notes + observations + star addresses
SEXIEST FOOT FORWARD
DISCOVERING SHOE DESIGNER CHRISTIAN LOUBOUTIN'S NEW EXHIBIT
Today I had the privilege of meeting Christian Louboutin and previewing L'Exhibition[niste], a provocative presentation of his works over the last 30 years. Housed in the Palais de la Porte Dorée from February 26 to July 26, 2020, these are the tickets to buy to if you're in Paris for fashion week or, more simply, you just appreciate beautiful things. Here’s a highlight reel of my day...
It was heartwarming to learn that Paris-born Mr. Louboutin used to frequent the Palais de la Porte Dorée as a child, and later as an adolescent. Formerly known as the Museum of African and Oceanic Arts, the impressive Art Deco building left him “wonder-struck.” The introductory text at the beginning of L'Exhibition[niste] tells the story of why this particular venue is even more special:
The exhibit then leads you to the room “Les Premiers Pas” (Early Years) where you see shoes Louboutin created before his iconic red-sole high-heels. Framing the room are eight stained-glass windows, which he designed, that showcase major themes of his career: Parisian Women, Theatre, Couture, Art, Travel, Craft, Sexuality and Innovation.
*FYI. At another fashion exhibit about shoes, entitled, Marche et Démarche: Une histoire de la chaussure (concurrently at the Musée des arts décoratifs, extended until March 22, 2020), I learned that the famous red sole came about in 1992 when “Christian Louboutin took his assistant's nail polish and painted the sole of the shoe he was working on bright red. Since then, red soles have become the visual identity of the brand.” Don't miss this show either.
My favourite room (and probably yours, too) was the “Salle du Trésor” (Treasure Room) whose centrepiece is a giant crystal (synthetic) glass slipper propped on a fairytale pedestal. Surrounding it are Louboutin's most iconic works of art:
The “Couleurs Peau” (Nudes) room was of particular interest to me. Being the daughter of filipino immigrants, my skin-tone didn't quite match the pinkish-white Crayola crayon “flesh.” When Louboutin launched his “Nudes” collection in 2009 to reflect the “colours of humanity,” it was, to me, a huge milestone in multicultural acceptance. I was happy to read that the endeavour had made waves across the planet, and not just in my head.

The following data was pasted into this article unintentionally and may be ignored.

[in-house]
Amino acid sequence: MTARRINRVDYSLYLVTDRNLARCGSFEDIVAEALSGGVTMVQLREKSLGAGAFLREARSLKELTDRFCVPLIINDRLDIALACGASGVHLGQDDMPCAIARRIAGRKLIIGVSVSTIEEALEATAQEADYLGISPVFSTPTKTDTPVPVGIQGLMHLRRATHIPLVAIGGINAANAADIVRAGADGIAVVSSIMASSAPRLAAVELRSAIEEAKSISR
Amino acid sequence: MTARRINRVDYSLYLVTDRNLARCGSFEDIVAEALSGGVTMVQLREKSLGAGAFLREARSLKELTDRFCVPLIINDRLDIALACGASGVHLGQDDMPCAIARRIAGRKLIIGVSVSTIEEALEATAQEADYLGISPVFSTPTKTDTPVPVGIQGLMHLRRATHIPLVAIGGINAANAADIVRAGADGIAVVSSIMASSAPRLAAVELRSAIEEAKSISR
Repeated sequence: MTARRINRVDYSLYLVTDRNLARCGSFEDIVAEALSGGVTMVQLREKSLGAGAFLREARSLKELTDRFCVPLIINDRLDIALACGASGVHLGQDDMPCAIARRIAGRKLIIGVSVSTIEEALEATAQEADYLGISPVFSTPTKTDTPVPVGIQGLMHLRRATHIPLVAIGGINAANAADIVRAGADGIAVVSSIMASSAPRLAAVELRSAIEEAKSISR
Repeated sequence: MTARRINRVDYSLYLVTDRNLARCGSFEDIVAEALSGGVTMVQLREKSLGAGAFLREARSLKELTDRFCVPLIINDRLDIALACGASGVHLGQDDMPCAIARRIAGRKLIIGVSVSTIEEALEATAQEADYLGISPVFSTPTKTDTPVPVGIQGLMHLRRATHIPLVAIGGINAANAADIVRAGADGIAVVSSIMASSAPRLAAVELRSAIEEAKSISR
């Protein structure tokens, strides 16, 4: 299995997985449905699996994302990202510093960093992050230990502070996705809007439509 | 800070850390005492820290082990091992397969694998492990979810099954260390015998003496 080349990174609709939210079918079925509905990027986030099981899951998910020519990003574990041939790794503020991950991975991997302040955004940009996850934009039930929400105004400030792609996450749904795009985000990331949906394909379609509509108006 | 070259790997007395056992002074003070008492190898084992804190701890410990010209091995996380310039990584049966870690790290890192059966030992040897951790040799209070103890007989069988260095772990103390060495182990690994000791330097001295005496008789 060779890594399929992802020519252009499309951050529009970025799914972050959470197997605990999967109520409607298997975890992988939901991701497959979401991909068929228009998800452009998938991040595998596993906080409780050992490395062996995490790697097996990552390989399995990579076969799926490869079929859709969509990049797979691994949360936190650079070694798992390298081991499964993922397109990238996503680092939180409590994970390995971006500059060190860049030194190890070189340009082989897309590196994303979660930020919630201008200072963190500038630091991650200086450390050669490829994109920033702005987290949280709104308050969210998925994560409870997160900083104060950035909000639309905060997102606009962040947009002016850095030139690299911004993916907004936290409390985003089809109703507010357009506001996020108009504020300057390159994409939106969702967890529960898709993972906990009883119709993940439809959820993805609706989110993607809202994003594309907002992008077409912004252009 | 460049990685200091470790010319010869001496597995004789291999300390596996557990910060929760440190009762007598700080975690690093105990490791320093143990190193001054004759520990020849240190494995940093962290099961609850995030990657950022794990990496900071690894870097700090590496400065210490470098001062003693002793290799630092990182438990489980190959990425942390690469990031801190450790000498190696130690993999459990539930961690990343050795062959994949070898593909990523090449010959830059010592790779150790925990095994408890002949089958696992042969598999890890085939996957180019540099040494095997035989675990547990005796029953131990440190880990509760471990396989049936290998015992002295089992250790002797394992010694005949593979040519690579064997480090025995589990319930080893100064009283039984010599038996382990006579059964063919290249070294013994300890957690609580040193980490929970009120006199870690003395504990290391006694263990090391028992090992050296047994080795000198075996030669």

“L'Atelier” (In the Workshop) explored Louboutin's studio, as well as his creative process, presented in a series of animated films featuring a miniature Christian Louboutin. It’s adorable, and you must take the time to view each one. (I'll post a snippet of one on my Instagram @patriciagajo)
The “Fetish” room was reserved for adults only, so you can imagine where this is going. *Also at Marche et Démarche, I had learned that filmmaker and photographer David Lynch approached Louboutin in 2007 to “create a pair of shoes intended purely for love-making and impossible to walk in. He wished to photograph them in a series of erotic photographs.” Les voilà ! Here’s a teaser...
A biographical timeline of archival photos is also beautifully tied together with a cartoon measuring tape. Here's a peek at the beginning when Christian Louboutin was born. Note the “No Stilettos” sign under “1974.”
During his welcoming message at the media preview, Christian Louboutin insisted that L'Exhibition[niste] was not a retrospective but a celebration. He explained that the exhibition (curated by Olivier Gabet) was divided into two parts, and that the second part was about him indirectly, a glimpse into his inspirations and influences. I found a long corridor filled with sculptures and couture, and shoes by Pierre Hardy and Roger Vivier. I was touched, personally, by this 16th century painting that suggests Louboutin's motivation for creating the Nudes collection.
The Palais de la Porte Dorée isn't as accessible as Paris' other more popular museums, but if, for you, shoes bring cause for celebration, definitely add L'Exhibition[niste] to your must-do list. If you are interested, you could make a day of it, also visiting the aquarium and history of immigration museum, both of which are in the same building.
ONE FINAL NOTE: Should you feel like buying a souvenir, the gift shop has some clever items to take home. If you bypass the book created for the exhibit, why not snag one of these “Granny” plates (89 euros)? You can also go home with your own “Ballerina Ultima” (795 euros for one shoe). You can keep it under the jar, just like The Little Prince does with his Rose. You'll need to buy two, however, if you wish to do a little photoshoot of your own.
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